Drones and unmanned aircraft in AEC scanning and construction
Six ways drones have proven themselves as a tool for the AEC, Surveying, and mapping industries
Drones and unmanned aircraft in AEC scanning and construction process are becoming more common. Unmanned aircraft, or drones are becoming much more common on today’s project sites. many companies in the AEC, Surveying and mapping industries are utilizing these aircraft daily. So how do drones capture data? What are professionals getting out of said data? What makes a drone into a valuable tool versus a toy?
UAS technology has advanced to a point where the aircraft; while still very sophisticated, are quite simple to operate. They utilize; altimeter’s, magnetometers, inertial measurement units, GNSS (GPS) and radio transmitters to control the flight operations, but the end-user would never know it. These sensors and more are all managed behind the scenes so well that an operator can takeoff from any point, fly a “mission” which involves several tasks collecting data, avoid collisions from unexpected obstacles, know when they have just enough battery to return home safely and land all in a constantly changing environment, 100% autonomously starting from a single tap for initiation. Flying a drone is fun but unless you’re collecting data it brings no value. There are many sensors that can be attached to unmanned aircraft such as LiDAR and Gravitometers but in this article we are primarily going to address cameras and their use in Photogrammetry.
When you photograph an object from two different angles and add some Trigonometry, three dimensional measurements can be calculated. The entire process is simple and automated. A 3D model from aerial imagery is nothing new. Photogrammetry can be summarized as; the art, science and technology of making precise measurements from photos, and has been around since the mid 1800’s.
The whole process works like this: The distance (f) from a Camera Lens to its sensor is proportional to the distance (h) from said camera lens to objects being photographed. This property is written into several equations that photogrammetrists use to calculate things such as the scale of a photo and even the elevation of specific points or pixels in aerial photographs.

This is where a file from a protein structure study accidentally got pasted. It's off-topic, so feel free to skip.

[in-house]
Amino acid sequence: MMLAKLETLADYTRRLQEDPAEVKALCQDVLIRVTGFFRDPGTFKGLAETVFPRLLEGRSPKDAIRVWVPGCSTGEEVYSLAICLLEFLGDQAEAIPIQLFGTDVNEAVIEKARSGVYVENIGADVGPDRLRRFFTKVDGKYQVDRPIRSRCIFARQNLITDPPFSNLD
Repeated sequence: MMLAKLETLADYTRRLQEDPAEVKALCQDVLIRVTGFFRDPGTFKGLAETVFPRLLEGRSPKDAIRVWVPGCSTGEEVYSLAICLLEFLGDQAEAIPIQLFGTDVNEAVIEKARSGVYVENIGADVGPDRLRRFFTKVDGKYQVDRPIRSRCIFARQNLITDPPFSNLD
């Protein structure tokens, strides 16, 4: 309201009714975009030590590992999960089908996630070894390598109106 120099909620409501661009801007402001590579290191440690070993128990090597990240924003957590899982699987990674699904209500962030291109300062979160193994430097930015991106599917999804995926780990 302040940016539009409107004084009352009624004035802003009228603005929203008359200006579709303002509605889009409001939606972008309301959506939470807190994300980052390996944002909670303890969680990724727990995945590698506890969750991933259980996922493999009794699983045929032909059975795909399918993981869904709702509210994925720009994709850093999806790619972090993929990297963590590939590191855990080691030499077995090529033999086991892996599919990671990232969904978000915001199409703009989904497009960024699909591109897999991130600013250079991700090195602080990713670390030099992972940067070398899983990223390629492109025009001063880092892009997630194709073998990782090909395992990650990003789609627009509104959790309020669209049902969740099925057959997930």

When two overlapping photographs are in correct orientation relative to each other, a Stereopair or Stereoscopic Imagery exists. This imagery creates perspective on objects within the overlap of the photographs and is the principle behind all forms of 3D viewing.
As mentioned above, drone users can pre-program routes to fly over their intended mapping area. Photos are taken with specific overlap which is computed based on altitude, speed, and the resolution of their camera sensor. Drones use the onboard sensors like GNSS or even real time corrected positioning (RTK) to both georeference the photos taken, control the flight of the by changing the RPM’s of the individual motors. This data is all carried over in the image files where they are further processed.
Today’s Photogrammetry softwares use these mathematical principles to orient, scale and combine photographs and data. The software will ultimately generate Point Clouds, Orthorectified (measurable) photos and 3D models with varying output types.
Drones and unmanned aircraft in AEC and Construction: Valuable Applications for AEC, Surveying, and mapping.
Surveying and Mapping. The use of drones and unmanned vehicles in surveying and mapping is almost self-evident. Surveyors and Cartographers have used Aerial Photography dating back about as far as the invention of the airplane. What may not be immediately apparent are the costs to purchase a survey-quality UAS and required software is a small investment in comparison to traditions surveying equipment and the man hours saved easily pays for itself. Point Clouds and Orthometric photos are great for drafting planimetric features and generating TIN surfaces to represent topography. Whether you’re mapping for design data, a feasibility study, GIS, or performing an ALTA/ACSM survey, using unmanned vehicle to capture data may be significantly more efficient than traditional means.